Newspaper article The Evening Standard (London, England)

Pay Squeeze That Is Hitting the High Street

Newspaper article The Evening Standard (London, England)

Pay Squeeze That Is Hitting the High Street

Article excerpt

Byline: ANTHONY HILTON

THE hollowness of the Government pledge not to increase income tax was revealed yesterday in official figures which showed most people were worse off last year than 12 months previously because pay after taxes had fallen for the first time in 15 years.

Official figures published by the Office of National Statistics and the Department of Work and Pensions confirmed officially what tax experts and pundits had been saying for some time - that the impact of higher National Insurance charges, the refusal of Chancellor Gordon Brown to increase personal allowances in line with inflation and the further imposition of big council tax rises on most homes would together outweigh any pay increases for the average household.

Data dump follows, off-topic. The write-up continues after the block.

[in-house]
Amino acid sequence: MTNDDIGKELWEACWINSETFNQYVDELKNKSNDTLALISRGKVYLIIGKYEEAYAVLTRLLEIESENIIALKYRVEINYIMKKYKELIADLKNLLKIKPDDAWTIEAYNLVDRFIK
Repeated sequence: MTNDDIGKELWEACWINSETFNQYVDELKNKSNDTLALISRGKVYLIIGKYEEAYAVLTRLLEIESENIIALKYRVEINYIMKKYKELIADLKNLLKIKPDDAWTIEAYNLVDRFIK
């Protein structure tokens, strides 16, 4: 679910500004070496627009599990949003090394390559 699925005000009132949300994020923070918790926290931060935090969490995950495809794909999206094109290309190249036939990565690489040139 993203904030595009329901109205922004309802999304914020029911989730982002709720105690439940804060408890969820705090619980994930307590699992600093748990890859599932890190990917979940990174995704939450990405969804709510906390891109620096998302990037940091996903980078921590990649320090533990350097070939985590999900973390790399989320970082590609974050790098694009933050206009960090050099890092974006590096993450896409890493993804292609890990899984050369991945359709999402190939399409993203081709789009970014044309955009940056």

Without these additional tax burdens people's incomes would have improved by a modest 0.9 per cent, with them they fell. Worst hit - with a drop of one per cent - were middleclass families earning around [pounds sterling]27,000.

Tax experts at the Institute of Fiscal Studies and elsewhere have been predicting this effect since the Chancellor announced his tax hikes in the Budget before last.

Although economic growth has been steady at 2.5 to three per cent for some years, the decision taken in Labour's second term massively to increase spending on schools and health means taxation has risen faster than national income for the last three years.

A squeeze on personal incomes was and is the inevitable result given that tax can only come in large amounts from individual pay packets, from company profits and from sales taxes .

Nor is this likely to be a one-off year. Figures from the institute which emerged at the time of the recent Budget suggest that the rate of growth in incomes over the next five years will be barely half that experienced in the last five.

And it seems that the squeeze will get worse as the decade goes on. Again, the cumulative effect of higher taxes is the reason but the implication for the country as a whole is, if anything, more severe than it has been in the last 12 months. …

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